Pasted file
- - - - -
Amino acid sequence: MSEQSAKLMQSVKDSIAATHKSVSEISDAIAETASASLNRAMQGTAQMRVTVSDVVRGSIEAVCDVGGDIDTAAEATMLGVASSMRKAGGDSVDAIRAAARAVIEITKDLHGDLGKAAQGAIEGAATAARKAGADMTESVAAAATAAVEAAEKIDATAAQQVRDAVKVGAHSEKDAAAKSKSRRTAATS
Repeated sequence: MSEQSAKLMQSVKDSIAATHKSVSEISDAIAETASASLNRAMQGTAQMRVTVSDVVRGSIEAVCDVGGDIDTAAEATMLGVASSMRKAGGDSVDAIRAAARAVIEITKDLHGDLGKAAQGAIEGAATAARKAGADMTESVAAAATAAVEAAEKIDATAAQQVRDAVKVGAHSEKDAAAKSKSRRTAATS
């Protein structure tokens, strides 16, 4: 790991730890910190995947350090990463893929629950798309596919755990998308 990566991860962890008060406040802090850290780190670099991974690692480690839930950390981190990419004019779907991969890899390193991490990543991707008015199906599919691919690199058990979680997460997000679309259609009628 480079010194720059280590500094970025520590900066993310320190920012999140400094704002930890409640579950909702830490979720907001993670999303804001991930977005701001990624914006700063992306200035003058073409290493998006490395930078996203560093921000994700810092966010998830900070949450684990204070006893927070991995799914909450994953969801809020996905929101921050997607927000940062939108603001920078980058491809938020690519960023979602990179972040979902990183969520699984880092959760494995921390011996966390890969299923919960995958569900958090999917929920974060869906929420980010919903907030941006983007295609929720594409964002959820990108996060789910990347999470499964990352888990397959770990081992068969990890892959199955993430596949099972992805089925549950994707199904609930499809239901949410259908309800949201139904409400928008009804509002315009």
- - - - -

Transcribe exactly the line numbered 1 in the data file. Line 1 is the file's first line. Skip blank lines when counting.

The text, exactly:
Amino acid sequence: MSEQSAKLMQSVKDSIAATHKSVSEISDAIAETASASLNRAMQGTAQMRVTVSDVVRGSIEAVCDVGGDIDTAAEATMLGVASSMRKAGGDSVDAIRAAARAVIEITKDLHGDLGKAAQGAIEGAATAARKAGADMTESVAAAATAAVEAAEKIDATAAQQVRDAVKVGAHSEKDAAAKSKSRRTAATS